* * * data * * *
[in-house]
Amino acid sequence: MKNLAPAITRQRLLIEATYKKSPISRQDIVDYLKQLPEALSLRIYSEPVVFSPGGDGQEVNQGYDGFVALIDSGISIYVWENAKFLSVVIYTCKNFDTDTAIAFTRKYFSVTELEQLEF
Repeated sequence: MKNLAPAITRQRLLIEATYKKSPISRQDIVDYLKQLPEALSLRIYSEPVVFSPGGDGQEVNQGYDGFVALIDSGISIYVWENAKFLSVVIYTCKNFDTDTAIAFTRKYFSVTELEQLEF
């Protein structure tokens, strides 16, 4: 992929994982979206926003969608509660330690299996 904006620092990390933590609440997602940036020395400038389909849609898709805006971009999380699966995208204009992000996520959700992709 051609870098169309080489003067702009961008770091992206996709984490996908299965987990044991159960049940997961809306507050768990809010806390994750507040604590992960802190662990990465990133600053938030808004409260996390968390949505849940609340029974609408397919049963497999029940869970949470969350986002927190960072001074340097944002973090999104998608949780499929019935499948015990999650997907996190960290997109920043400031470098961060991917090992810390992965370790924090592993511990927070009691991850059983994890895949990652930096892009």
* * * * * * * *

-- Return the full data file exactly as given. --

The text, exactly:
[in-house]
Amino acid sequence: MKNLAPAITRQRLLIEATYKKSPISRQDIVDYLKQLPEALSLRIYSEPVVFSPGGDGQEVNQGYDGFVALIDSGISIYVWENAKFLSVVIYTCKNFDTDTAIAFTRKYFSVTELEQLEF
Repeated sequence: MKNLAPAITRQRLLIEATYKKSPISRQDIVDYLKQLPEALSLRIYSEPVVFSPGGDGQEVNQGYDGFVALIDSGISIYVWENAKFLSVVIYTCKNFDTDTAIAFTRKYFSVTELEQLEF
């Protein structure tokens, strides 16, 4: 992929994982979206926003969608509660330690299996 904006620092990390933590609440997602940036020395400038389909849609898709805006971009999380699966995208204009992000996520959700992709 051609870098169309080489003067702009961008770091992206996709984490996908299965987990044991159960049940997961809306507050768990809010806390994750507040604590992960802190662990990465990133600053938030808004409260996390968390949505849940609340029974609408397919049963497999029940869970949470969350986002927190960072001074340097944002973090999104998608949780499929019935499948015990999650997907996190960290997109920043400031470098961060991917090992810390992965370790924090592993511990927070009691991850059983994890895949990652930096892009």